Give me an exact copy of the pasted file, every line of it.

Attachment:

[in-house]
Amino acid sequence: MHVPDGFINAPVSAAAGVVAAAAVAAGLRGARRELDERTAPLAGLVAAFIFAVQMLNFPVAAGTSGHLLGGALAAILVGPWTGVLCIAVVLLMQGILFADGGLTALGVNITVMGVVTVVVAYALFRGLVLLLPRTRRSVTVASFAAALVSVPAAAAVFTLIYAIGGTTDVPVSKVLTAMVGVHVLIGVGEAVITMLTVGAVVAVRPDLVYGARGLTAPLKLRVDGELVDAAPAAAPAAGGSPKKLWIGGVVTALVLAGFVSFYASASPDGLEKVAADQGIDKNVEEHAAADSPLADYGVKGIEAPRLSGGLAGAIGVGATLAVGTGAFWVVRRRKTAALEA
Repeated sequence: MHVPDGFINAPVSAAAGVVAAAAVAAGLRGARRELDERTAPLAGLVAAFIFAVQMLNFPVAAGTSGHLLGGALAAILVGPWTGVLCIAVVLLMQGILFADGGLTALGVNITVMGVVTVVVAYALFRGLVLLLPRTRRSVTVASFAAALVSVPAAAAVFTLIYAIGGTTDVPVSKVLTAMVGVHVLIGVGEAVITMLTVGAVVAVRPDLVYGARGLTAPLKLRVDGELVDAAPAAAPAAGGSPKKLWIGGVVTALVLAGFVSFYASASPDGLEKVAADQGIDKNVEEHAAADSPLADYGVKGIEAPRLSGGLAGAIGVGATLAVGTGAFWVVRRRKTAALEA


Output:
[in-house]
Amino acid sequence: MHVPDGFINAPVSAAAGVVAAAAVAAGLRGARRELDERTAPLAGLVAAFIFAVQMLNFPVAAGTSGHLLGGALAAILVGPWTGVLCIAVVLLMQGILFADGGLTALGVNITVMGVVTVVVAYALFRGLVLLLPRTRRSVTVASFAAALVSVPAAAAVFTLIYAIGGTTDVPVSKVLTAMVGVHVLIGVGEAVITMLTVGAVVAVRPDLVYGARGLTAPLKLRVDGELVDAAPAAAPAAGGSPKKLWIGGVVTALVLAGFVSFYASASPDGLEKVAADQGIDKNVEEHAAADSPLADYGVKGIEAPRLSGGLAGAIGVGATLAVGTGAFWVVRRRKTAALEA
Repeated sequence: MHVPDGFINAPVSAAAGVVAAAAVAAGLRGARRELDERTAPLAGLVAAFIFAVQMLNFPVAAGTSGHLLGGALAAILVGPWTGVLCIAVVLLMQGILFADGGLTALGVNITVMGVVTVVVAYALFRGLVLLLPRTRRSVTVASFAAALVSVPAAAAVFTLIYAIGGTTDVPVSKVLTAMVGVHVLIGVGEAVITMLTVGAVVAVRPDLVYGARGLTAPLKLRVDGELVDAAPAAAPAAGGSPKKLWIGGVVTALVLAGFVSFYASASPDGLEKVAADQGIDKNVEEHAAADSPLADYGVKGIEAPRLSGGLAGAIGVGATLAVGTGAFWVVRRRKTAALEA